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Colorado workers, employers to begin paying 0.45% of wages for voter-approved paid leave program

Department of Labor and Employment launches education blitz around Family and Medical Leave Insurance initiative
Employees will designate 0.45% of their wages to the FAMLI enterprise fund starting in January 2023. (Francisco Seco/Associated Press file)

Starting in 2024, Colorado employees will be able to receive 12 weeks of paid family or medical leave provided by the state through Colorado Department of Labor and Employment.

The Family and Medical Leave Insurance program was voted on in November 2020 as part of Proposition 118. The FAMLI program ensures all employees have access to paid leave to take care of themselves or family members. People can use FAMLI for instances such as care for a new child, care for themselves, care for a family member’s serious health condition, making arrangements for a family military deployment or addressing safety needs and the impact of domestic violence or sexual assault.

“A good way to think about it is, every employer per this ballot measure, will need to have paid family leave whether you participate in the state plan or choose to be a self-insurer or purchase a private plan on the market,” said Department of Labor and Employment spokeswoman Cher Haavind.

The program has taken a while to get started because the ballot did not come with general funding, Haavind said. The Department of Labor and Employment did receive just less than $2 million to start staffing the program in 2021. This includes hiring between 200 and 300 staff members.

Employees who are eligible for paid leave are those who’ve earned at least $2,500 in wages over a one-year period. Both employers and employees will contribute to the program. Employees will designate 0.45% of their wages and employers will provide a matching amount. This rate is set through 2025 in accordance with Proposition 118. After 2025, the rate will be set each year, however, the combined rate is statutorily capped at 1.2%.

“Let’s say somebody earns $50,000 a year. If it’s a shared contribution between the employee and the employer, it comes to about just over $4 a week owed from both the employee and the employer,” Haavind said.

Employers may opt out of the program if they offer a privately funded paid family leave plan comparable to FAMLI. Employees eligible will receive up to 12 weeks of paid medical or family leave. An additional four weeks will be added for pregnancy or complications with child birth. Employees will not be required to use paid time off before taking leave under the FAMLI program.

Additionally, employees will be paid between 37% and 90% of their wages during time off, but it is capped at $1,100 per week. How much employees will earn during their paid leave is dependent on income.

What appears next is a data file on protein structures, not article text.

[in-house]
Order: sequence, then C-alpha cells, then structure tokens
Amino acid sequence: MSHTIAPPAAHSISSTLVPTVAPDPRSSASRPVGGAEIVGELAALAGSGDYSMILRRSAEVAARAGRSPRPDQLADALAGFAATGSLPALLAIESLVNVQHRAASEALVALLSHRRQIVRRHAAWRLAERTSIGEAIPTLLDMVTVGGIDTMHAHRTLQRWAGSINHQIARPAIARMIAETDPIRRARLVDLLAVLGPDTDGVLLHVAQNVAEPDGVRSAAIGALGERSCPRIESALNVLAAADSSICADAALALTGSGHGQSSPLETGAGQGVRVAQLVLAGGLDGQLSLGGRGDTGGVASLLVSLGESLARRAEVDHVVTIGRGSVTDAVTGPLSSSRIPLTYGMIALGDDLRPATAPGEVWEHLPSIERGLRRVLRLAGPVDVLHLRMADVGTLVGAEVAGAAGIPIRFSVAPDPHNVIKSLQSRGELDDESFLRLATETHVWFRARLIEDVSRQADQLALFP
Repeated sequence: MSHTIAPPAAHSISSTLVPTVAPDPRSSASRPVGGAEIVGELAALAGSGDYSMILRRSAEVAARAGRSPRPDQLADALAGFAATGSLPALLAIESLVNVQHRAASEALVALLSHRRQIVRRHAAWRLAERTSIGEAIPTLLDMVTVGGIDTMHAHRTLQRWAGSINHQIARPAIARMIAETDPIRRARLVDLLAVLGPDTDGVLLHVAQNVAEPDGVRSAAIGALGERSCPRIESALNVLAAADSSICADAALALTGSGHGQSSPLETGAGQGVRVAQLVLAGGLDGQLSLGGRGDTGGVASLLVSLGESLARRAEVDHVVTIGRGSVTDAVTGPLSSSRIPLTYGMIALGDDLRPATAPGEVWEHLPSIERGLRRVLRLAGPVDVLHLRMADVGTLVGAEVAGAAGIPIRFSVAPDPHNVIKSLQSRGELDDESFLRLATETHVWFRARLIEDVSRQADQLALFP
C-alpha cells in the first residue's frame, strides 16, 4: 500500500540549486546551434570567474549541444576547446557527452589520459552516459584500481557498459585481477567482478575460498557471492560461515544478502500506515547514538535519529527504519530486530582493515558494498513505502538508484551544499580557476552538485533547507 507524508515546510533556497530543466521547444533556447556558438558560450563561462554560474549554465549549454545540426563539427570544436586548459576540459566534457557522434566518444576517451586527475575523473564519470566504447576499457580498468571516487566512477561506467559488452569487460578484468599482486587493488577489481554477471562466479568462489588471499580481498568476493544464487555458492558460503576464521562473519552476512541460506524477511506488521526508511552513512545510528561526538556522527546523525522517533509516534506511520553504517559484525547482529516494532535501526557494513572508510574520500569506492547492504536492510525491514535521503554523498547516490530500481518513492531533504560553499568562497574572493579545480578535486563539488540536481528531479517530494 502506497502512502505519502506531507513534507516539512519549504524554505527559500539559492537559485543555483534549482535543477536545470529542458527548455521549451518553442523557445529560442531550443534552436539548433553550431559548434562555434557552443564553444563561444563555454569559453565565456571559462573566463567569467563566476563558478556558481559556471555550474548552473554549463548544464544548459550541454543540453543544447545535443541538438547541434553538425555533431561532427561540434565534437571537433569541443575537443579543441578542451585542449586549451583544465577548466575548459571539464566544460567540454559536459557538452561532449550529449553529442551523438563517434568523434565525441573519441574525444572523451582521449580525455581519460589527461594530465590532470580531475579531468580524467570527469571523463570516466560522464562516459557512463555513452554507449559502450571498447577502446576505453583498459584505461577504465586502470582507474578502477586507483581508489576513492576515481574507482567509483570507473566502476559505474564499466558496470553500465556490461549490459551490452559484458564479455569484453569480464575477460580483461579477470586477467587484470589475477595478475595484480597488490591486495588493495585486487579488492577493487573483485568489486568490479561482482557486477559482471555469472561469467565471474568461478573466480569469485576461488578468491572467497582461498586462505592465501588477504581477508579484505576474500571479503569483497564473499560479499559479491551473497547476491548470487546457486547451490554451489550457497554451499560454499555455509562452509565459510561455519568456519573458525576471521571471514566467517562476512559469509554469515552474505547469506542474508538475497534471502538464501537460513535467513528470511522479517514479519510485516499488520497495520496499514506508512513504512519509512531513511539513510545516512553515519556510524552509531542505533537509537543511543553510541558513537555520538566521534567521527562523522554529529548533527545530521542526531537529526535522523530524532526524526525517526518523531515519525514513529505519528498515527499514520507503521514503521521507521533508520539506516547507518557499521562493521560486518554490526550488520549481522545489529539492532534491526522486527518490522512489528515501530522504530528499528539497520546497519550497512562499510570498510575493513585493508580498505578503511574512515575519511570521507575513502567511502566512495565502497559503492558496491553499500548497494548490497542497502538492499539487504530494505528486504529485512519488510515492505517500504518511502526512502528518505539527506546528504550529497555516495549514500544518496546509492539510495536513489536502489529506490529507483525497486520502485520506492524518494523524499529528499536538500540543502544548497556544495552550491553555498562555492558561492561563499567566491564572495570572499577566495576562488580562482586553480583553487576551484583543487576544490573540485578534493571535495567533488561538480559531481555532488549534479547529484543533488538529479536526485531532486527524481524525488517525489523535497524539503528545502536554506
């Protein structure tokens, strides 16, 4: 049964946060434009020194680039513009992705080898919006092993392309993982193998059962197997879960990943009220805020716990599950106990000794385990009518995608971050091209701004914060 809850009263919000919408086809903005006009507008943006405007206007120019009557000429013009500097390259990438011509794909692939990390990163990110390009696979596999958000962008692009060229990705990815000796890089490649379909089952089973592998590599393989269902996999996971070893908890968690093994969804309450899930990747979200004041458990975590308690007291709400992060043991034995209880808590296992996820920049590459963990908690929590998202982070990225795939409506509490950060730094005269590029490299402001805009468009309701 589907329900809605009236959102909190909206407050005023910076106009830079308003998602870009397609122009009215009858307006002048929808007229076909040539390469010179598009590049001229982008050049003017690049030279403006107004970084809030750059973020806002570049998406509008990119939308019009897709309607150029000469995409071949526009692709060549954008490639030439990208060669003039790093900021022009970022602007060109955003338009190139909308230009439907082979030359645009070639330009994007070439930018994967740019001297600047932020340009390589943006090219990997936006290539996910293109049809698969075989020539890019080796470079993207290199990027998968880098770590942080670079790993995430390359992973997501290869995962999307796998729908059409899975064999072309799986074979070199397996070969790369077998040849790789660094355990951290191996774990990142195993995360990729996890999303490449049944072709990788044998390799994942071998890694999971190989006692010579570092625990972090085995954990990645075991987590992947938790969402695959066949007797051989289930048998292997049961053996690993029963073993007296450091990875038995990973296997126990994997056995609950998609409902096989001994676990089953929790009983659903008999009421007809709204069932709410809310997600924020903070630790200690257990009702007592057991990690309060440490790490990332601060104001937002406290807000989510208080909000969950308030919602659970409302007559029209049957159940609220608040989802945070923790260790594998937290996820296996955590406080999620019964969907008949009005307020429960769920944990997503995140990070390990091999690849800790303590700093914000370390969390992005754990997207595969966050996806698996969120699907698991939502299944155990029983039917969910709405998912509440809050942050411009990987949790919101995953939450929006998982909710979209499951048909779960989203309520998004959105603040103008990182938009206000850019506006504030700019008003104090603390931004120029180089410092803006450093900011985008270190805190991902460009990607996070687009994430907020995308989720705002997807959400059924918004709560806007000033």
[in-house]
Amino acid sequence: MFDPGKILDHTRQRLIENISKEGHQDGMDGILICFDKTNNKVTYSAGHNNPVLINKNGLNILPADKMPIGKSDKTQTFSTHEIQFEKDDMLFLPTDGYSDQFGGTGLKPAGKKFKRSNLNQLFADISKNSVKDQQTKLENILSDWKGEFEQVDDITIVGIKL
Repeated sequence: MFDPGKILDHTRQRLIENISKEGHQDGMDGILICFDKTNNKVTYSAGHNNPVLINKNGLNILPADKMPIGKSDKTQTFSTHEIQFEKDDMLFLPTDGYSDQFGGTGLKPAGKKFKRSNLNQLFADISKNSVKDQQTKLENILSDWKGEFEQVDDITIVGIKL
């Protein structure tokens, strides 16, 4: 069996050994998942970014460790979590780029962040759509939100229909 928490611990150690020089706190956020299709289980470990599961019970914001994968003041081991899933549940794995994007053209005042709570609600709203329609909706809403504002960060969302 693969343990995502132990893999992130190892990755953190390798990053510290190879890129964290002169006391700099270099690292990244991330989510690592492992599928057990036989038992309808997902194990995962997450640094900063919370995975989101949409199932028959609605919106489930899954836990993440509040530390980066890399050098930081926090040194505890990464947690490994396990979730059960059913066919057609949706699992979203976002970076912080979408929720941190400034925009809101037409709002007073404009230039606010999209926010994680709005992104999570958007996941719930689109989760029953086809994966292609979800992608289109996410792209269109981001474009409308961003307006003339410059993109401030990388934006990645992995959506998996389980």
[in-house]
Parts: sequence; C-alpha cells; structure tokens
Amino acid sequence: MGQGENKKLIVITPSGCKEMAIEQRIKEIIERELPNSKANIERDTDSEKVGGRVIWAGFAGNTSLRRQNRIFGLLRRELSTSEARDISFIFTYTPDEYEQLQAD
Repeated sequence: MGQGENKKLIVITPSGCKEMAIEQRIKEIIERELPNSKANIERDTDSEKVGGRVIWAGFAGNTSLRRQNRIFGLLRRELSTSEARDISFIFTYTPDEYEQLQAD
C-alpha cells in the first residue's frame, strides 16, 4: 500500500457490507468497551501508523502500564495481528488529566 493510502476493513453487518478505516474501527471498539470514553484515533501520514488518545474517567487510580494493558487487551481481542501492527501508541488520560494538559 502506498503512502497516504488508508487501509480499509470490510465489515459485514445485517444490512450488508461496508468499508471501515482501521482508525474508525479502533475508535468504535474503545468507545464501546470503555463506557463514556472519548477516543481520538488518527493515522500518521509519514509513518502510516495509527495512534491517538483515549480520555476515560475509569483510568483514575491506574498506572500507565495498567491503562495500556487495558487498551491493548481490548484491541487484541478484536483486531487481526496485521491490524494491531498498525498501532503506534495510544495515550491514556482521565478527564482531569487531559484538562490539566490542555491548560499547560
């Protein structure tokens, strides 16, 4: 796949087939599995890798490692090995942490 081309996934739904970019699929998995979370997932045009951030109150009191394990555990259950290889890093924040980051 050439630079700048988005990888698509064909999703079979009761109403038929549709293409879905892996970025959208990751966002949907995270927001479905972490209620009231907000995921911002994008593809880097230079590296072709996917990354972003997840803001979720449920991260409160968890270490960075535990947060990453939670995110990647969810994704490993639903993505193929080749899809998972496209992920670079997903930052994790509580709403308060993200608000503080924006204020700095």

“It’s a sliding scale based on wages. So the higher the wages, the lower the benefit, the lower the wages, the higher the benefit, up to 90% of one’s wages,” Haavind said.

Employers are not responsible for paying the paid family leave. Because the program is a social insurance, the state pays for the leave through a debit card or direct deposit. However, this part of the program has not fully been developed and discussions are forthcoming about how the paid leave will be distributed to the employee.

Because employers do not have to pay for the family or medical leave, employers are able to use the vacancy savings to hire a temporary employee.

Haavind said it will be comparable to how unemployment benefits are distributed. Employees and employer will begin paying the fee in January 2023. However, paid family leave will not be accessible until 2024 because the state needs time to let the FAMLI fund accrue.

However, the size of the employer is also a factor. If an employer has nine or fewer employees then that employer can remit the employees’ portion of the fee.

Haavind said she has traveled to three different locations in Colorado to speak about the program including on Aug. 10 in Durango. She said employers have concerns about private plans and benefit rules, which are being considered by the Department of Labor and Employment.

“In other words, our rules will say for private plans you must have a plan that does A, B and C because the law says it must meet or exceed the state’s plan,” she said. “And so the insurers don’t know what products to deliver until we’re complete with our rulemaking.”

Employers will be able to monitor claims related to family and medical leave. The Department of Labor and Employment is creating technology that will notify an employer when an employee files a claim, provide information as to an anticipated return to work date based on the nature of the claim, facilitate an appeals process for employers and provide any other available documentation. The technology will be available before January 2024.

Employers will create an online account with the Department of Labor and Employment that will share the number of employees they have, wage reports and how to manage premiums paid to the state for the FAMLI program.

“Our goal is to just let employers know that this fall, we really are looking for folks to watch for updates from us on how to get into the system, and create their account,” Haavind said. “We also want to create communications that they can share with their workers.”

tbrown@durangoherald.com

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